Asset management seemed to be the hot topic of post production of NAB this year, as I heard CNN giving an Adobe CS5 presentation about it, then continued on to Autodesk just in time to catch two of the visual effects supervisors from Avatar (Lightstorm Entertainment, Daniel Neufeldt and Nolan Multha) present about their asset management. I was super excited and completely in shock. It was one of those just stop what I was doing (pretty sure I even almost dropped my phone) and just listen and absorb information (I wish I was better at auditory learning….) They were midway through their presentation but I showed up for the best part. Just in time to hear them say Avatar used around 16,000 processors for rendering. Each FRAME took 60-70 hours (because of R/L eye for stereoscopic 3D), totaling to over 100 million hours of rendering. In total, it was around 2 ½ years of just rendering the movie. Keeping track of each and every plant, leaf of that plant, and every root that was part of that leaf was the hardest part. Hundreds and hundreds of low-res proxies were done as the movie was being filmed so James Cameron could use his “virtual camera.” Avid WAS used to edit Avatar, just in case anyone had any questions still about it really being the industry standard software.
And the best part yet??? They showed us the bonus features from the DVD early. Yeah, I know, it comes out in the next few days, but that still gives me the chance to blog about it real fast before it does release. James Cameron’s opening line of “this is not an animated movie” sort of made me perk up instantly, since, yes I knew it wasn’t animated, but that he was going to show us why it wasn’t and can never be considered that. The actors and actresses had to do EVERYTHING their characters did, so those way badass jumps the Nav'i would do onto their animals, from branches to branches, all of it, was them actually acting. James Cameron had hundreds of extra cameras set up around set just to capture the body movement on the actors to recreate it perfectly. To create the avatars the actors and actresses had to sit in a sphere of lights and have hundreds of pictures taken of their face from every angle possible so that the avatars really were individual to each person. On top of that, while filming, any close up shots would also include a mini camera on a boom attached to a helmet, but the camera was angled at the face, so there were mega-close ups of the facial reactions, once again, for animators to recreate each eye twitch, each slight eye narrowing that the actors did naturally while acting. The set? Except for props, it was pretty much the equivalent of a giant warehouse. The Avatar Mo-cap suits had the hair and ears, most likely for placement, and often times the actors/actresses had to put tiny green dots over their face and lips (I’m guessing for tracking purposes). James Cameron showed us his virtual camera and how he could hold up the camera to any actor on the “set” and be able to see that actor’s avatar and the environment they were in instead of seeing them sitting on a warehouse. All animations and tracking were done in Maya.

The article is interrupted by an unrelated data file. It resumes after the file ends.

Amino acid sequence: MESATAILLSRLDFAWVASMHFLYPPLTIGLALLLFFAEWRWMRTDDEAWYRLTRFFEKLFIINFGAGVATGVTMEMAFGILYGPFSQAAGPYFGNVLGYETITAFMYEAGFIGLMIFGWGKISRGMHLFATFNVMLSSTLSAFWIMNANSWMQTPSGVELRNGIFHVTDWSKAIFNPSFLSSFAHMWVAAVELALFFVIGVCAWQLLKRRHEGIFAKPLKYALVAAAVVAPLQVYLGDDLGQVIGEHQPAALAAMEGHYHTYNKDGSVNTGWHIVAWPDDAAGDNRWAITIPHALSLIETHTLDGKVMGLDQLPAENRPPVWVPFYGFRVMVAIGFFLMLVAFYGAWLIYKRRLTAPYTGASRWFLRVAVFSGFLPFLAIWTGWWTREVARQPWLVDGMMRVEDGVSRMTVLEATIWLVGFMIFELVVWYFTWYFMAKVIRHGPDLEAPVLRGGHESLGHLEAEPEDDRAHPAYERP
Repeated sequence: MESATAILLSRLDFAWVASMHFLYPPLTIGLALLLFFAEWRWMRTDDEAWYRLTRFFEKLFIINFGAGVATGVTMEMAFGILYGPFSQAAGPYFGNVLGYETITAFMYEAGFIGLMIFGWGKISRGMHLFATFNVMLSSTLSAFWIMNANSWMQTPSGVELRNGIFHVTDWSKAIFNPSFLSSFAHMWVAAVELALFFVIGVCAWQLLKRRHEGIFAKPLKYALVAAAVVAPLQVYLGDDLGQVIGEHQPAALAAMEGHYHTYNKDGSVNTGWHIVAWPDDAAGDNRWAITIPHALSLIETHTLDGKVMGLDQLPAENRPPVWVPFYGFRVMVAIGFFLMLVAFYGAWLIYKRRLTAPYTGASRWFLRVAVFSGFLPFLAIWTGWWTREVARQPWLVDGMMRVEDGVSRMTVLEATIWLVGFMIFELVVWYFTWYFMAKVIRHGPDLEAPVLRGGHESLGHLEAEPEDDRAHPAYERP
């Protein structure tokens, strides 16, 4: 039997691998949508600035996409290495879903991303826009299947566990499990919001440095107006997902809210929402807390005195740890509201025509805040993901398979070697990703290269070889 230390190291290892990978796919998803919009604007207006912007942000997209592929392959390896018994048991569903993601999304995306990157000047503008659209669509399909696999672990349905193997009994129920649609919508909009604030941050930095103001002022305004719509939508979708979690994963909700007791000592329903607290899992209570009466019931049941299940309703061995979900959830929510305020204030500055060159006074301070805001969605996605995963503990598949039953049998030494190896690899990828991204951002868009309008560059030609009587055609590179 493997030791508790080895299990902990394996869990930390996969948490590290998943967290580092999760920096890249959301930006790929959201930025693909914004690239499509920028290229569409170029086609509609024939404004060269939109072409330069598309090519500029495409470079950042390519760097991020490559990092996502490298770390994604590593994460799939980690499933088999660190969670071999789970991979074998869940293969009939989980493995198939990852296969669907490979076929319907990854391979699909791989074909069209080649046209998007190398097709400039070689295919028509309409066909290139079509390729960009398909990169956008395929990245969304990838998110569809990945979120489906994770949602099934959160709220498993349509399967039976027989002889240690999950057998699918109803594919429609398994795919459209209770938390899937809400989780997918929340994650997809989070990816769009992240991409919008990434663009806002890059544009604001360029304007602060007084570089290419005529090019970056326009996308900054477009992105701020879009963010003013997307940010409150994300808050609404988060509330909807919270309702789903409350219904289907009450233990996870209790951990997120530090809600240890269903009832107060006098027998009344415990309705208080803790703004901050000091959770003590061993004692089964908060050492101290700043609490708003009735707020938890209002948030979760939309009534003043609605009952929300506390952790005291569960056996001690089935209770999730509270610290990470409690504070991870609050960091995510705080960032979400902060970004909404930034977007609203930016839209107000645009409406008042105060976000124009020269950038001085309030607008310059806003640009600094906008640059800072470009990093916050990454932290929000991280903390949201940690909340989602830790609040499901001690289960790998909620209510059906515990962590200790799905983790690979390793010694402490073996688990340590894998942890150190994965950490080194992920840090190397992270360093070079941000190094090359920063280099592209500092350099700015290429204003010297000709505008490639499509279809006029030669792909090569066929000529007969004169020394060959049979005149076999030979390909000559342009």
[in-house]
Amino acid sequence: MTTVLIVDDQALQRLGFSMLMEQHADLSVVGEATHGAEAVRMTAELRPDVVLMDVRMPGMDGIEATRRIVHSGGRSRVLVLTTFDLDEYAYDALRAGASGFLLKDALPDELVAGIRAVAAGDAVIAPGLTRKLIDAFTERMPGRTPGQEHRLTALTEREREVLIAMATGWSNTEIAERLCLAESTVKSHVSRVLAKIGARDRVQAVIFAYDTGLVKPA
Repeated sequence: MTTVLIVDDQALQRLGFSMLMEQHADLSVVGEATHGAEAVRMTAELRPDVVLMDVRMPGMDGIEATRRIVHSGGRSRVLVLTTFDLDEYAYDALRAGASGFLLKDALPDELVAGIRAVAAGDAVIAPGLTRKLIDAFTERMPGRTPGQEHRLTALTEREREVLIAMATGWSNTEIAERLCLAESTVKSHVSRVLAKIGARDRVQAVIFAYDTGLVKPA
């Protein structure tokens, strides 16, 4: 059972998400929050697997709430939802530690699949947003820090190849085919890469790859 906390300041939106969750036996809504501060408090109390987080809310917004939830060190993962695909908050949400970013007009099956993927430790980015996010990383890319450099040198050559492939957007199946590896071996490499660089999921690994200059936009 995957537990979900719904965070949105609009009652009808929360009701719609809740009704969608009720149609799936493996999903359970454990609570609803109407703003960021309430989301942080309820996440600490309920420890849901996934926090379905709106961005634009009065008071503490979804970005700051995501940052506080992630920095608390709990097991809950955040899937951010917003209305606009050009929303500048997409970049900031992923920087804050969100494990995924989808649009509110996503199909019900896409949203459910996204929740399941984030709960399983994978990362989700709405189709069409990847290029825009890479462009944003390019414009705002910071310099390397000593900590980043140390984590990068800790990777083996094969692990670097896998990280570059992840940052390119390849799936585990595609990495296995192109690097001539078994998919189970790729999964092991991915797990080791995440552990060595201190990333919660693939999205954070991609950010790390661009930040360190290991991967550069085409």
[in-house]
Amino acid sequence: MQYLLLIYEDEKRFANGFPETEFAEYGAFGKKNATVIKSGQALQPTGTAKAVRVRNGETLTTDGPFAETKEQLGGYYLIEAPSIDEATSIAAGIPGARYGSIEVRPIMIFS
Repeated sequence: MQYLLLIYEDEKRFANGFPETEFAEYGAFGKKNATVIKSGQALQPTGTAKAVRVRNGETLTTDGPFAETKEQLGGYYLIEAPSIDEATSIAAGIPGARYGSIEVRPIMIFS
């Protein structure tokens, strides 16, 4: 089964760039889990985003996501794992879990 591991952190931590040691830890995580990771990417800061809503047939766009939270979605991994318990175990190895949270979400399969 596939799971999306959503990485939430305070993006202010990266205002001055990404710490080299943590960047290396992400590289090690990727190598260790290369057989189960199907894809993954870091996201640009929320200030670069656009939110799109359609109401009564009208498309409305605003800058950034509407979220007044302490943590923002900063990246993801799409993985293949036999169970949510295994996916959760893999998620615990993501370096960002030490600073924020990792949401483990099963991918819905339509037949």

Be prepared to watch the Avatar special effects the minute you get the DVD, it truly is amazing what visual effects work was accomplished for this movie. And the best part? It was all done about five years ago, then they had to render.